Saturday, October 25, 2008

Aus den Sieben Tagen

I went to a concert yesterday at Wilton's Music Hall which is this hidden, derelict hall right behind a primary school I did a workshop at. I hadn't realized it was still a usable building, but it is awfully pretty from the outside so I had taken a picture of it during the workshop. I was a bit surprised when I found the hall and realized that that was where the concert was. An organization called Cut and Splice (maybe it was a festival? Not sure) decided to perform all of the movements from Stockhausen's Aus den Sieben Tagen over the course of two days in that hall.

Do you know anything about Stockhausen? He died last year and is one of the most important figures in 20th/21st century Western Art music. My first encounters with his music happened at Peabody in my Music History IV course. We learned about his string quartet that includes four helicopters, which is pretty nuts.

As part of the History IV we could get extra credit for doing a performance of a 20th century piece in class. My friend Laura found the score for Aus den Sieben Tagen and decided that I should be part of the group that performed pieces from it. This was right up my alley as a couple of the pieces demand that you not practice or rehearse ahead of time- extra credit for making stuff up on the spot? You betcha! So that was my first encounter with Stockhausen and specifically playing Stockhausen.

The score is not particularly score like. There are no written notes, it is all text based and written with words. The instructions include things like- vibrate at the rhythm of your body. Vibrate at the rhythm of enlightenment. Vibrate at the rhythm of the universe. Alternate between them as quickly as you can. Imagine you have infinite time. So it's a little bit weird, and more than a little bit mystical. Stockhausen claimed that this music was not improvised, but rather intuited. In retrospect, performing a few movements from this work was actually my first experience with group improvisation (intuition. Whatever.) Which is pretty darn cool.

There is one movement in particular that has stuck with me since my first reading of the score and that is Gold Dust. In gold dust the ensemble has to be isolated in individual rooms for four days with the instructions to sleep as little as possible, eat nothing, drink as little as possible, and think as little as possible. The performance is meant to happen immediately after the ensemble emerge from their rooms. For obvious reasons this was not one of the movements that we performed for extra credit. However, since Cut & Splice were doing a complete performance they needed some people willing to perform it- which is where recently graduated composers come in handy...

I don't remember their names, but the two people who performed Gold Dust (on piano and guitar) are good friend's of Ella's. She had been worried about them for the entire four days they had been in isolation and so was on the edge of her seat when they arrived on stage.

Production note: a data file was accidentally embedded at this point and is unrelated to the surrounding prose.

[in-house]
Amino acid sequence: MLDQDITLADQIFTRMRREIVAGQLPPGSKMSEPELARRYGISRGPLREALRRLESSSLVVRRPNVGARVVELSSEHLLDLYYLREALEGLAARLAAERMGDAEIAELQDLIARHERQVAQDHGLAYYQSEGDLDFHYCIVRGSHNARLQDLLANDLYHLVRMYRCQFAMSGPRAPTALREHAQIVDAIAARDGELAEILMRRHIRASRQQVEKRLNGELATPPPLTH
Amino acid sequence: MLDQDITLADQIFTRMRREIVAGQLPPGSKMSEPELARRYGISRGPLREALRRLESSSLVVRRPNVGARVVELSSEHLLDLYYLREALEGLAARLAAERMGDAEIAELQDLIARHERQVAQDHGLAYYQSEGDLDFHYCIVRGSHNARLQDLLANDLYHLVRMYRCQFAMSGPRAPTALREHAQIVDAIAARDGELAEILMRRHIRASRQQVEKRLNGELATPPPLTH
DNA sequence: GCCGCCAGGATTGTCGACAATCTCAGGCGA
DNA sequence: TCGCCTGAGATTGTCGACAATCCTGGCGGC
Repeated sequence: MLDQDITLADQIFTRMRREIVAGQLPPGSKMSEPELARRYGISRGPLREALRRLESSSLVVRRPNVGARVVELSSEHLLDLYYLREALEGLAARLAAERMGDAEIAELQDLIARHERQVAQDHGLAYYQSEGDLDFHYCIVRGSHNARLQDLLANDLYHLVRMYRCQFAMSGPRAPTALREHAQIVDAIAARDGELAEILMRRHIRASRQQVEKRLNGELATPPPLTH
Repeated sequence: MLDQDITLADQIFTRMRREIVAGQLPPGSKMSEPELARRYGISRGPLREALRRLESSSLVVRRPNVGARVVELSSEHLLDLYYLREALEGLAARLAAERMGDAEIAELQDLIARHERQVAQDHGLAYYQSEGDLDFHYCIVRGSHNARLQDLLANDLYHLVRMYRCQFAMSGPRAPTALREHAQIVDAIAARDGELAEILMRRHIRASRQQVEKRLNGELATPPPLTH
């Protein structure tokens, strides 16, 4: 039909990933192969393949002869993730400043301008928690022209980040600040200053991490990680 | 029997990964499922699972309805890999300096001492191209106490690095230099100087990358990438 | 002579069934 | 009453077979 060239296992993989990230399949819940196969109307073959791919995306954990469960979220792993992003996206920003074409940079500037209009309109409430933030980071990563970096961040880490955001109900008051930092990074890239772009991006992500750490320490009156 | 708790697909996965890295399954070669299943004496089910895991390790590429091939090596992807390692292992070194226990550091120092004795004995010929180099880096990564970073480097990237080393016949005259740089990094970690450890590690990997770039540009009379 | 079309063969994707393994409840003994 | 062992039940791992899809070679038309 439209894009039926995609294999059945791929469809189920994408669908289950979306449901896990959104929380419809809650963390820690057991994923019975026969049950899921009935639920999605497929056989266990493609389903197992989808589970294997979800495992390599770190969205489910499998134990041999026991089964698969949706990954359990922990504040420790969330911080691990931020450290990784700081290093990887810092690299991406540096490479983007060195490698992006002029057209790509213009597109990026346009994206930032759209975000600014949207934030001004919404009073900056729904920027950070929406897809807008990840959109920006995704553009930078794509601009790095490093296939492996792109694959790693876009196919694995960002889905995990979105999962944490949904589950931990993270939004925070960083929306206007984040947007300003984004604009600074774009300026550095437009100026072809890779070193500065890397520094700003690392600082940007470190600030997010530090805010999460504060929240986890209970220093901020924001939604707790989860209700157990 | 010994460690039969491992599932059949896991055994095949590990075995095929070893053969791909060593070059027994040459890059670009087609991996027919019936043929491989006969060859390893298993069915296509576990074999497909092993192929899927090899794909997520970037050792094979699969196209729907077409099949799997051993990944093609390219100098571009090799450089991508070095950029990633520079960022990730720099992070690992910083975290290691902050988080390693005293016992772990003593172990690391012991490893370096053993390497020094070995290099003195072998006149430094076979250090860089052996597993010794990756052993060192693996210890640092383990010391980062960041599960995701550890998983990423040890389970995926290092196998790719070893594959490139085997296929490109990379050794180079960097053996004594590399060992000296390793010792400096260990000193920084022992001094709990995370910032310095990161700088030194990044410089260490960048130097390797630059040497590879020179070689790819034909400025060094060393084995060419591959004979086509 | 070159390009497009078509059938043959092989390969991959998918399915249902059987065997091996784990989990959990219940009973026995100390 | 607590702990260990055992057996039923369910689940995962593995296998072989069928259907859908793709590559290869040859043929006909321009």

I've never seen more a more bewildered performance or a sparser one. I think maybe only 12 notes were played over the course of five minutes. It was pretty extraordinary actually- because they were so present with what they were doing, and at the same time seemed to be almost wholly unaware of the audience. There was so much space but there was also so much happening in terms of their intensity in that space. When the lights came on again at the end of 5 minutes the pianist lifted his head (the first time either of them had looked up) and just looked so confused. They had to be helped off the stage. I saw them at the intermission and they seemed fine by that point though- so don't get too concerned on their behalfs. (behalves?)

The rest of the performance consisted of quite a lot of extended techniques and washes of mechanical sound. I had a headache after one movement performed by four bass clarinets and a tuba because it had been so high pitched and loud (think about that one for a second.) I think ultimately it was a very *interesting* performance, but not necessarily an enjoyable one. That being said I would certainly be up for seeing another ensemble's version.

I've been wondering if extended techniques are the fashionable vocabulary with which to realize these pieces. Because the thing is that I don't think the score really suggests extended techniques, though it does seem that straight forward jamming wouldn't really get to the heart of the matter either. Oh! You know what would be kind of a cool thing to try? Making a sample version where you find pieces that to you seem like they sound they vibrate at the rhythm of enlightenment or whatever and then stringing all of those together. I wonder what that would sound like...

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